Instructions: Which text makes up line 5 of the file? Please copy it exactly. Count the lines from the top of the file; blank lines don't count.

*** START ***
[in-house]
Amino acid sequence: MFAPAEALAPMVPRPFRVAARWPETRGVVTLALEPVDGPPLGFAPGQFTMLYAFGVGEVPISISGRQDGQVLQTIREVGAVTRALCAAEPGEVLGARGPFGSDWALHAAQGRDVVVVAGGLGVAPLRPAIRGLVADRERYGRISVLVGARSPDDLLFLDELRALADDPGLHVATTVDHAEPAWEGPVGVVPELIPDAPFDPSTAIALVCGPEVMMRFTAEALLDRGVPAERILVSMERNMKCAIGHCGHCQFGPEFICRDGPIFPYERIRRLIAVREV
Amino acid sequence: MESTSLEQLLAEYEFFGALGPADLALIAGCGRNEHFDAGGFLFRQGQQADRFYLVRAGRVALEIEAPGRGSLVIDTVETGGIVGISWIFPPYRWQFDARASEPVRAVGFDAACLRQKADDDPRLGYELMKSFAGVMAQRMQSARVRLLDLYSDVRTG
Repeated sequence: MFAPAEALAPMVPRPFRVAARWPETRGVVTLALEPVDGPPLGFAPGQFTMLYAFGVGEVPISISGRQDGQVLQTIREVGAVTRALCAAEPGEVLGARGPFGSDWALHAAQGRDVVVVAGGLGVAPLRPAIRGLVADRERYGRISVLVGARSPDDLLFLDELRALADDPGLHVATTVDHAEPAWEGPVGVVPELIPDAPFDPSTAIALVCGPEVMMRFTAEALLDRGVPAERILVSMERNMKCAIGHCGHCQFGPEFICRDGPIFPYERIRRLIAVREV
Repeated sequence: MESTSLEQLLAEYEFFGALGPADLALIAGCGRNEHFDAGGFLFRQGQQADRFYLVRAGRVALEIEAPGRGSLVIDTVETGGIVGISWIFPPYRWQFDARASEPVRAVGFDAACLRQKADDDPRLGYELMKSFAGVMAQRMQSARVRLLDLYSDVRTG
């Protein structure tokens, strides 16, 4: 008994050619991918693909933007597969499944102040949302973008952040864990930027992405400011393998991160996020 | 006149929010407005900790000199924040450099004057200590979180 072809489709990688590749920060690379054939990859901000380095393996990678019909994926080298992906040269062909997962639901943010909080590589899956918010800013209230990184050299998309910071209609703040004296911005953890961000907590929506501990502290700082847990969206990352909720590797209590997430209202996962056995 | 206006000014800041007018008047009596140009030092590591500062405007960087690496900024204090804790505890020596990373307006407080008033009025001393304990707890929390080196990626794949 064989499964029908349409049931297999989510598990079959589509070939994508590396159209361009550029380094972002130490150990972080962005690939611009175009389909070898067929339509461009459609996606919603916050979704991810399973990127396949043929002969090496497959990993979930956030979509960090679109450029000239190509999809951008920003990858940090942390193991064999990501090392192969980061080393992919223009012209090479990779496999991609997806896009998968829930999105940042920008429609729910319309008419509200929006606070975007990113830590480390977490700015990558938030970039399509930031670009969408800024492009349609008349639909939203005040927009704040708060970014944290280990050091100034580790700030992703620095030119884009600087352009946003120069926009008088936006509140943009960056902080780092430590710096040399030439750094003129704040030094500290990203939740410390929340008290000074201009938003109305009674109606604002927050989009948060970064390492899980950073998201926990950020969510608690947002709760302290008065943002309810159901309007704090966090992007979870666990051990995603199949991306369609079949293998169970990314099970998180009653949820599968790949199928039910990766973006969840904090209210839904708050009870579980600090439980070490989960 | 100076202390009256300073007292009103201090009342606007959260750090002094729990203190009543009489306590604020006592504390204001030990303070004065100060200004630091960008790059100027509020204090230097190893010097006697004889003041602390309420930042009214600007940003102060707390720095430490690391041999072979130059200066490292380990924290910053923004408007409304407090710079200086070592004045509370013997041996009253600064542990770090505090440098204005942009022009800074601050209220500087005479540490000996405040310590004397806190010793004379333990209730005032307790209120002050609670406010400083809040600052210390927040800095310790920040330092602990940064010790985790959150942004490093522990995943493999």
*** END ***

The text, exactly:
Repeated sequence: MESTSLEQLLAEYEFFGALGPADLALIAGCGRNEHFDAGGFLFRQGQQADRFYLVRAGRVALEIEAPGRGSLVIDTVETGGIVGISWIFPPYRWQFDARASEPVRAVGFDAACLRQKADDDPRLGYELMKSFAGVMAQRMQSARVRLLDLYSDVRTG